Kaine correctly cites the Moody’s Analytics reports, but there are a few caveats. For one, Moody’s concluded that if Clinton were able to fully implement the plans she has outlined in her campaign, the economy would add 10.4 million jobs during her presidency — but that’s just 3.2 million more than what would be added under current law. However, Moody’s determined that Trump’s policies, implemented at face value, would result in 3.4 million job losses over the course of Trump’s presidency.
Also, Moody’s doesn’t expect that Clinton or Trump would likely be able to get all of their proposals through Congress. Under its “most-likely scenario,” a Clinton presidency would result in employment increasing by 1.5 million jobs over 10 years, beyond what is expected under current law. And the “most-likely scenario” under Trump would lead to an increase in jobs, not a loss, but not as much of an increase as would occur under current law.
Vice President Joe Biden on Trump and wages, Sept. 1 speech in Parma, Ohio: “[Trump] said the American worker is making too much money.”
Trump said that a $15 minimum wage would be “too high,” not that wages overall were too high, or that the “American worker is making too much money,” as Biden claims here. In fact, Trump has falsely claimed that wages haven’t gone up in 18 years — they have gone up, as we wrote in last week’s “Groundhog Friday.”
Democrats have been taking Trump’s words out of context. At a Nov. 10, 2015, GOP debate, Trump was asked about raising the federal minimum wage to $15, and he said he was opposed to that. “[T]axes too high, wages too high, we’re not going to be able to compete against the world. I hate to say it, but we have to leave it the way it is,” he said. When he was asked about that “wages too high” comment two days later, he told Fox News, “And they said should we increase the minimum wage? And I’m saying that if we’re going to compete with other countries, we can’t do that because the wages would be too high. … The question was about the minimum wage. I’m not talking about wages being too high, I’m talking about minimum wage.”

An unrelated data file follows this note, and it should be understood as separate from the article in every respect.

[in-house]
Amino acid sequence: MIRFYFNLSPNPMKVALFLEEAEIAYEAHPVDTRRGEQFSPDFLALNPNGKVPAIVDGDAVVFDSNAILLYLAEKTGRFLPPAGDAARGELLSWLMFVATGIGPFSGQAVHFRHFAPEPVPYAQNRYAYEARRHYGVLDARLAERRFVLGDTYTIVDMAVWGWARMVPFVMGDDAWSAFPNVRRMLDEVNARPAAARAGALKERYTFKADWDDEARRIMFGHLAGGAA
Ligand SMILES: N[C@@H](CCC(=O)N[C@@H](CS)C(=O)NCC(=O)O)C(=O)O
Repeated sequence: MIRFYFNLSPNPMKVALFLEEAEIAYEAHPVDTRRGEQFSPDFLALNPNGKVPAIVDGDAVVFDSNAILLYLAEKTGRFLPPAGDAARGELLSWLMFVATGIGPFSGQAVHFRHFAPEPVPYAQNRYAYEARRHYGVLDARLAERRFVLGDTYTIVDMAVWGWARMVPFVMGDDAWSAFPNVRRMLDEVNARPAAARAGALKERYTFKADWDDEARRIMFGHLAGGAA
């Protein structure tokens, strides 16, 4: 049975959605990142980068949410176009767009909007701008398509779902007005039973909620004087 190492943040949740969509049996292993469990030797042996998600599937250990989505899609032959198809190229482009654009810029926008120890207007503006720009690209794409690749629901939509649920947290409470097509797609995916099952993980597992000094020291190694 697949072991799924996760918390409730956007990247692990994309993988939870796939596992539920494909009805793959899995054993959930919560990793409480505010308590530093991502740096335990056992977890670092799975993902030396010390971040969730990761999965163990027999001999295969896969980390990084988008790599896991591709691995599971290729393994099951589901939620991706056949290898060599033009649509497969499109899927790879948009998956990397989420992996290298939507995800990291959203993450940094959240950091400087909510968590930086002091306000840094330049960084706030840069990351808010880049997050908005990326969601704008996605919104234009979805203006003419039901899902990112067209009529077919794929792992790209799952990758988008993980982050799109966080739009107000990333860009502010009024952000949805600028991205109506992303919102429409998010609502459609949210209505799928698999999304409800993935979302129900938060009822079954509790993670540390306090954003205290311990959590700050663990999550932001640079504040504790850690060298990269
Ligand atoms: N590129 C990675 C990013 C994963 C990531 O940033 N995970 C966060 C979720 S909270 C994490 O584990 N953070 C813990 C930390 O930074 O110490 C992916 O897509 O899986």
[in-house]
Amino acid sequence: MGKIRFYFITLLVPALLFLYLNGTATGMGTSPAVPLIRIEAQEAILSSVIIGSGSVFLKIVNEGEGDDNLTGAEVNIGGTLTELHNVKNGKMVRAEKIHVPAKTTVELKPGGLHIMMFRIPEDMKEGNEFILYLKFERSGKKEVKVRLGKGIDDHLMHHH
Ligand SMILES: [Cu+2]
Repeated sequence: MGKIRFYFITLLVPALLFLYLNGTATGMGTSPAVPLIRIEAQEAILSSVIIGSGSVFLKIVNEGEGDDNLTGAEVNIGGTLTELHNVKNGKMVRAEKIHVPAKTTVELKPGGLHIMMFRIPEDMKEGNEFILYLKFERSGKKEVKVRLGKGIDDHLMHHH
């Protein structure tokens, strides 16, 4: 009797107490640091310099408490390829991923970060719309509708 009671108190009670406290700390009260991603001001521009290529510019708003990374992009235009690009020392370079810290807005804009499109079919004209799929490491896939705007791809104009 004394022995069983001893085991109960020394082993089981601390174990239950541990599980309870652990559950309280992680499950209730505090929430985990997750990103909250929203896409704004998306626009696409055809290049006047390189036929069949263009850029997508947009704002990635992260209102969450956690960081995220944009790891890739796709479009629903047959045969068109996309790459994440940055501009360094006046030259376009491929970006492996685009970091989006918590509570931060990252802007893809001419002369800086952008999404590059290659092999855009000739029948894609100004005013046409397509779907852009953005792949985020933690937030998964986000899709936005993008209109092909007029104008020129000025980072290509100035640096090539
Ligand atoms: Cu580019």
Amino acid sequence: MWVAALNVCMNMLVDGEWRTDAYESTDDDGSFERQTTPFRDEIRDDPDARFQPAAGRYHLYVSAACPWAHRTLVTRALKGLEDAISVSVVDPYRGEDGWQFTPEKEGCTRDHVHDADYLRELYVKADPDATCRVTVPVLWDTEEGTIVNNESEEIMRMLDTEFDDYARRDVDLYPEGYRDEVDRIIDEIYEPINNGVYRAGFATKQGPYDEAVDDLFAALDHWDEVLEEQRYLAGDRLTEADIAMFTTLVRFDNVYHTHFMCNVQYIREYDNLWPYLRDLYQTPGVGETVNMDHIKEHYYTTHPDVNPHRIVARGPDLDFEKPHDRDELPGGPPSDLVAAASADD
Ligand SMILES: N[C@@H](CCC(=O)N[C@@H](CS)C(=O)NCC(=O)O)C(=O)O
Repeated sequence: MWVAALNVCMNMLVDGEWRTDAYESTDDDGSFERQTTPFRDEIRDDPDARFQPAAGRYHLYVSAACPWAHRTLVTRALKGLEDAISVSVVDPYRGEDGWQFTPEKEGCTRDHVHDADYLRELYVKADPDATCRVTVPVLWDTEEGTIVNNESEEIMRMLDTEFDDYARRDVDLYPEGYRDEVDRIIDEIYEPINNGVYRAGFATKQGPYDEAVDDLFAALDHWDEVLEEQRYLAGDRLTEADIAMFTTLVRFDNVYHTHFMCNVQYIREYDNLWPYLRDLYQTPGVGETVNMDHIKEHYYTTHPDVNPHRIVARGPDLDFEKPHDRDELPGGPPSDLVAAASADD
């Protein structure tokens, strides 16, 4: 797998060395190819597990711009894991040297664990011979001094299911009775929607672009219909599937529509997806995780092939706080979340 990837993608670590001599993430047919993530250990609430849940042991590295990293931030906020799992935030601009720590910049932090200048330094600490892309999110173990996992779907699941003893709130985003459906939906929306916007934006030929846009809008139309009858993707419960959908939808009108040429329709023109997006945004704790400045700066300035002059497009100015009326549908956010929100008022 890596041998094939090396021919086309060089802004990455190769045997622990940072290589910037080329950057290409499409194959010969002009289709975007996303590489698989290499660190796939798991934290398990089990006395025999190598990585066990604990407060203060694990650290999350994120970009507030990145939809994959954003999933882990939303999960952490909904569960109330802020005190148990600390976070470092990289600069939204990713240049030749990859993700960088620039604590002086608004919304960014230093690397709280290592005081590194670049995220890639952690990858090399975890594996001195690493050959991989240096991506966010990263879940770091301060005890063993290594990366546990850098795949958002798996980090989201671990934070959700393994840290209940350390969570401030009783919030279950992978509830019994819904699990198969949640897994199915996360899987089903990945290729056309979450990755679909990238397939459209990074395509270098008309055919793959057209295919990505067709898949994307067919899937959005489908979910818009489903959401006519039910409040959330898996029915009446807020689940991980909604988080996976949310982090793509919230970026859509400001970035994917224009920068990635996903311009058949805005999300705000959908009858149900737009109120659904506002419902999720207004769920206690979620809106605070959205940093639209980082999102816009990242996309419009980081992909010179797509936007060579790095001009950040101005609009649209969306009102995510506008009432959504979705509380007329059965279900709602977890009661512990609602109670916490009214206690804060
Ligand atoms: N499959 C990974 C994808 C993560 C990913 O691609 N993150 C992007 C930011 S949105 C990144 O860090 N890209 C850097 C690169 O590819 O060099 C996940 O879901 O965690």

For the record, in August, Trump supported raising the minimum wage to $10, but added that “states should really call the shots.”
Trump on the Iraq War, Sept. 8 speech in Cleveland: “I opposed going in – and I did oppose it – despite the media saying, ‘Oh, yes, no.’ I opposed going in. … But three months before the Iraq War started, I said in an interview with Neil Cavuto that, ‘Perhaps we shouldn’t be doing it yet.’ And that ‘the economy’ – these are quotes – that ‘the economy’ – this was on live television – ‘the economy is a much bigger problem as far as the president is concerned.'”
A day after the NBC “commander-in-chief” forum, Trump doubled down yet again on a talking point that has been repeatedly and thoroughly debunked by us and others. The fact is, there is no evidence that he opposed the Iraq War before it started, and the interview with Cavuto on Fox Business doesn’t offer any evidence.
On the day of President Bush’s State of the Union address on Jan. 28, 2003, Cavuto asked Trump how much of Bush’s speech should be devoted to the economy and how much to Iraq. Trump said the American public is “much more focused now on the economy,” and he criticized the Bush administration for dragging out the decision on whether to invade Iraq. “Either you attack or you don’t attack,” Trump said. He did not say that Bush should not attack.
The interview occurred a week before then Secretary of State Colin Powell addressed the United Nations to make the Bush administration’s case for war. Cavuto asked if Trump was saying that Bush’s indecision “could ultimately hurt us,” and Trump gave the response that he now cites as evidence he was against the war.
“Well, he has either got to do something or not do something, perhaps, because perhaps [we] shouldn’t be doing it yet and perhaps we should be waiting for the United Nations, you know,” Trump responds. “He’s under a lot of pressure. He’s — I think he’s doing a very good job.” Trump was, in fact, defending the president’s decision to wait for the U.N.
Trump on the trade deficit, Sept. 8 speech in Cleveland: “We have a nearly $800 billion, think of that, $800 billion annual trade deficit with the world. … We have a trade deficit of $800 billion. Who’s negotiating these deals?”
The U.S. trade deficit was $531.5 billion in 2015. Trump’s “nearly $800 billion” number involves a generous rounding-up and pertains to the trade deficit for goods only, which was $758.9 billion in 2015. The U.S. exports a lot in services, so leaving that out doesn’t provide the whole story on the trade deficit, as we’ve written before.
In the past, Trump has specified that he was talking about the trade deficit for goods, but here he neglects to add that stipulation. That makes this claim false. The overall trade deficit peaked a decade ago in 2006, and last year’s figure was 34 percent lower.